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What I understand is that all three concepts are related to long-running transactions.

A process manager is, to my understanding, a finite state machine which simply reacts on events and emits commands. It does not contain any business logic, it just does routing. Its goal is to bring you to a final state, where you know that your transaction has succeeded or failed.

So far, so good.

But now my problems in understand start:

  • What is a saga in contrast to a process manager?
  • There is also the document-based approach, as mentioned in CQRS sagas - did I understand them right? … as I understand it, a document is just a "piece of paper" where you take notes and hand it around. How does that fit into the concept of commands and events?

Can anybody please explain the differences, and - what I'd be especially interested in - which of these concepts is good for what, and when you do need what. Are they mutually exclusive? Can you go along all the way with only one of them? Are there scenarios where you need more than one? …?

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In 1987, some guy published a paper, attaching his concept to the word "Saga". This short-sightedness forever took away anyone's capability to use the 4-character (therefore highly desirable) word as a moniker for any other similar concept. So now we all have to type longer words like ProcessManager or Workflow as we are programming. This is readily enforced by some people on the internet. –  Kasey Speakman Nov 12 '13 at 16:07
    
Do you have any sources for this? –  Golo Roden Nov 12 '13 at 19:47
    
While being mainly satirical, yes I do have a source. amundsen.com/downloads/sagas.pdf –  Kasey Speakman Nov 12 '13 at 20:21
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2 Answers 2

up vote 5 down vote accepted

Take a look at CQRS Journey project on MSDN:

http://msdn.microsoft.com/en-us/library/jj591569.aspx

Clarifying the terminology

The term saga is commonly used in discussions of CQRS to refer to a piece of code that coordinates and routes messages between bounded contexts and aggregates. However, for the purposes of this guidance we prefer to use the term process manager to refer to this type of code artifact. There are two reasons for this:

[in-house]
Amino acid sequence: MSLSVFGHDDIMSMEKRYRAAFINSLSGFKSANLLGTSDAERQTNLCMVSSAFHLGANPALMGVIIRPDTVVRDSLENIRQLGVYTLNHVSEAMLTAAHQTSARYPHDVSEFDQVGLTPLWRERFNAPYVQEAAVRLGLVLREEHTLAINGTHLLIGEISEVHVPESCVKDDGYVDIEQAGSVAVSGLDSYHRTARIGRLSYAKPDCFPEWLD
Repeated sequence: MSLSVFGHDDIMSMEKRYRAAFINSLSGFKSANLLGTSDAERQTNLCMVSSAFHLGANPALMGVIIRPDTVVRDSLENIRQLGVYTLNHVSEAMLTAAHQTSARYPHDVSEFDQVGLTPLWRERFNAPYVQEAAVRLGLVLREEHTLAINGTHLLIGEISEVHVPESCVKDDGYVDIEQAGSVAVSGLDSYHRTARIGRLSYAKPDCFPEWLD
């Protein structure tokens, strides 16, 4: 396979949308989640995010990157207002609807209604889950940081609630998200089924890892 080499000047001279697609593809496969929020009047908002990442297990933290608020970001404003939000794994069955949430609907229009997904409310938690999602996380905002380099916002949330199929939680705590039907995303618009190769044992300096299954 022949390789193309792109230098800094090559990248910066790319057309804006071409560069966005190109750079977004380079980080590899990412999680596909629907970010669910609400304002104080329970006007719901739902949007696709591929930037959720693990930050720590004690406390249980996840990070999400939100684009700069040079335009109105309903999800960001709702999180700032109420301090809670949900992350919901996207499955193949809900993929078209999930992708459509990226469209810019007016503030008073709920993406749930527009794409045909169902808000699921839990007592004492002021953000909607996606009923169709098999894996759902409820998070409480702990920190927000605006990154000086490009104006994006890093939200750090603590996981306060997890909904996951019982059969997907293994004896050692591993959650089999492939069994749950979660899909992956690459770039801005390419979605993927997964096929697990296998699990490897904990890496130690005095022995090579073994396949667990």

There is a well-known, pre-existing definition of the term saga that has a different meaning from the one generally understood in relation to CQRS. The term process manager is a better description of the role performed by this type of code artifact.

Although the term saga is often used in the context of the CQRS pattern, it has a pre-existing definition. We have chosen to use the term process manager in this guidance to avoid confusion with this pre-existing definition.

The term saga, in relation to distributed systems, was originally defined in the paper "Sagas" by Hector Garcia-Molina and Kenneth Salem. This paper proposes a mechanism that it calls a saga as an alternative to using a distributed transaction for managing a long-running business process. The paper recognizes that business processes are often comprised of multiple steps, each of which involves a transaction, and that overall consistency can be achieved by grouping these individual transactions into a distributed transaction. However, in long-running business processes, using distributed transactions can impact on the performance and concurrency of the system because of the locks that must be held for the duration of the distributed transaction.

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Thanks for replying that fast. I already knew this explanation, but at least for me it does not explain what sagas are, only what their intent is - and to be true, I can not see the difference to the intent of a process manager. What's the difference in the concept? Is it simply two sides of the same coin? Can you exchange one with the other? Or are there scenarios where you need exactly one or the other? –  Golo Roden Mar 20 '13 at 15:42
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I understand that Process Manager is a new term for Saga that was introduced to limit confusion with a different meaning of the term Saga in distributed transactions world. So Process manager is Saga in CQRS. –  Jakub Konecki Mar 20 '13 at 15:44
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What is a saga in contrast to a process manager?

The intent of these patterns is different. A process manager is a workflow pattern which can, as you say, be built on top of a state machine. A process manager will retain state between messages, and will contain logic in order to determine which action should be taken in response to a message (for example, transitioning state or sending another message). Some frameworks incorrectly refer to these as sagas.

By contrast, a saga (according to the original definitions) is a pattern intended to help manage failures. It involves multiple workflows across systems, where each will allow some form of compensating action to be taken in a later transaction in the case of a failure elsewhere.

This compensation is the defining characteristic of a saga. Note that the saga itself does't know what the compensating action might be. Sagas are often implemented using the routing slip pattern.

Are they mutually exclusive? Can you go along all the way with only one of them?

They aren't mutually exclusive - it's likely that, for example, a system participating in a saga might use a process manager to actually handle its piece of processing.

Other Resources

Some of these posts may help provide more detail and provide examples:

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